[Image description: Yellow flowers with a yellow box in the center, and text in the box that says “I’ve had so much trouble; it’s a miracle I’m still here!” -Marsha P Johnson]
[Image Description: A laptop sits on a wood table. There is a white mug full of coffee, two sharpened yellow pencils, and a sticky note pad. There are crumpled sticky noes around the table.]
Did you know Making Queer History does guest speaking, lectures, and workshops?
You can book Making Queer History to speak at your class, org, or event over on our website. We’ve done dozens of workshops in Canada and the US about queer history, queer folks, and more. If you have an idea, we can work with you! We’ve already started booking for 2019, so send us an email!
[Image Description: Leaves with purple text over that says ““Silence creates vulnerability. You, members of the Commission on Human Rights, can break the silence. You can acknowledge that we exist, throughout Africa and on every continent, and that human rights violations based on sexual orientation or gender identity are committed every day. You can help us combat those violations and achieve our full rights and freedoms, in every society, including my beloved Sierra Leone.”-FannyAnn Viola Eddy]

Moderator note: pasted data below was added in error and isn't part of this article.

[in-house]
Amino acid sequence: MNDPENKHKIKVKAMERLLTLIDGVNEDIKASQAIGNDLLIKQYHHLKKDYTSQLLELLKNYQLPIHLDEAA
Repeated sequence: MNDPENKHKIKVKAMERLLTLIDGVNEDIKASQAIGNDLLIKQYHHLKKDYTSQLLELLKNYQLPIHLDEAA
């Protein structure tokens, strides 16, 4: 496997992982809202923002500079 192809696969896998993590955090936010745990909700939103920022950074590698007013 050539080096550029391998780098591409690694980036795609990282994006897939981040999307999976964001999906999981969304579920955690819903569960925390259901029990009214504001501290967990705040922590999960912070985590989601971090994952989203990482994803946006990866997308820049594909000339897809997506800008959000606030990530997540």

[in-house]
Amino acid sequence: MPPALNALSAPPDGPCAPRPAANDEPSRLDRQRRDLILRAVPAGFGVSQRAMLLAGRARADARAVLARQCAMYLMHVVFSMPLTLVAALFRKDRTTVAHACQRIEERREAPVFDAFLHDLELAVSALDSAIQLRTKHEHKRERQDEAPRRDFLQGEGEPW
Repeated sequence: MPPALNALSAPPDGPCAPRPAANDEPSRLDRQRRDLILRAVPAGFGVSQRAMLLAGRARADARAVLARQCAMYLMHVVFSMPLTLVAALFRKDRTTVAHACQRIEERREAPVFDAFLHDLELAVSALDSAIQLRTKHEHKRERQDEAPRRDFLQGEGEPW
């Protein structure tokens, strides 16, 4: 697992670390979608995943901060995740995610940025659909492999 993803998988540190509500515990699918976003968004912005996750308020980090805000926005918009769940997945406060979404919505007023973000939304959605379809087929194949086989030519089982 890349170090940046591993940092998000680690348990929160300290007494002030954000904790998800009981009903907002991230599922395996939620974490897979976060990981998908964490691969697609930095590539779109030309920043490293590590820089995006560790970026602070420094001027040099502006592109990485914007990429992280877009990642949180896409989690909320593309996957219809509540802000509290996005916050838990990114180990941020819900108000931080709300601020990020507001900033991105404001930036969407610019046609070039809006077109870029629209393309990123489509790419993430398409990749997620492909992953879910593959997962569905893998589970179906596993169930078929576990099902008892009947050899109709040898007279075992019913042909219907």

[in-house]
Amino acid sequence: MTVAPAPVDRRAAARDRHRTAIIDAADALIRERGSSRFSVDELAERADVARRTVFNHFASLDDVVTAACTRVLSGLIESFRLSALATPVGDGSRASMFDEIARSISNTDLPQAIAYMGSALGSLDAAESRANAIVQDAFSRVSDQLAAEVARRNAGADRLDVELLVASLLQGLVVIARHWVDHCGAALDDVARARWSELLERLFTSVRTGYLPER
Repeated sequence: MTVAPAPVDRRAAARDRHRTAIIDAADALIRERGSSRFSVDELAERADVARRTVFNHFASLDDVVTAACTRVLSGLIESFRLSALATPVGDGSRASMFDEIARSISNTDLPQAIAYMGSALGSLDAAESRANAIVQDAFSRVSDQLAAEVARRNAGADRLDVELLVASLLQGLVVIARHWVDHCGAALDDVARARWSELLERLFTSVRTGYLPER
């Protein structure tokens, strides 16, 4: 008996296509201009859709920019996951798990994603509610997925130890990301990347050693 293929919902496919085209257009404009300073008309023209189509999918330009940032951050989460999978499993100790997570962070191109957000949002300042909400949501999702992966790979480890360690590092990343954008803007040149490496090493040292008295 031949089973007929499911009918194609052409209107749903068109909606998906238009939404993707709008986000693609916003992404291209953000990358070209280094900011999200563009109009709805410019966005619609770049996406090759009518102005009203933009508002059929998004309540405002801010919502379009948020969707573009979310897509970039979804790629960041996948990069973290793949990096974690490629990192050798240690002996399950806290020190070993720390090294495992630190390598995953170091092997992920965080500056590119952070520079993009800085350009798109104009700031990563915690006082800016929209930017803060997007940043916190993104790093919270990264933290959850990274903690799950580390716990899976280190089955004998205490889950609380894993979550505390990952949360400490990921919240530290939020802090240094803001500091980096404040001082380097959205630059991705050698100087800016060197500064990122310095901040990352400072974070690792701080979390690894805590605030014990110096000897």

Hey, now would be a great time to become a patron of this project, having written over one hundred articles and working our way to fifty podcast episodes there are a lot of expenses that come up, including research books and papers.
It may often seem like we are doing well, but for this project to afford all of the things we need, for the people who work here to get paid what they deserve, we need a lot more patrons.
No matter if you are able to give a little or a lot, we truly do need you, and we appreciate all that you have already helped us achieve.
If you like seeing queer history being discussed, having a project focused on international stories that often get forgotten, or learning about things you may have never heard of otherwise, please do check out our Patreon.
“In the hieroglyphs on their tombs, the two men are also shown holding hands, kissing, and sitting next to each other; one of their portraits has them nose to nose, embracing in a way that was used when depicting a married couple. They both had wives and children, but they are not depicted often in the tombs.When they were, they were off to the side, never taking precedence or focus. The focus was almost always on the two men together.When they are portrayed at a table, they sit together in the seating arrangement expected of a married couple. Besides all of this, the names we have for them are not their given names, but how people referred to them. Their names together roughly translate out to “joined in life, joined in death.””
And the belly of the queers—veiled in true roses.
— Sergio Zevallos
[Image description: Acrylic block on a shelf that says “Don’t let anyone people convince you that queer history isn’t important”]
Right now our patrons are choosing another design that is going to be put up in our shop, this design is one of the earlier ones chosen, and we are so excited to see which one you chose!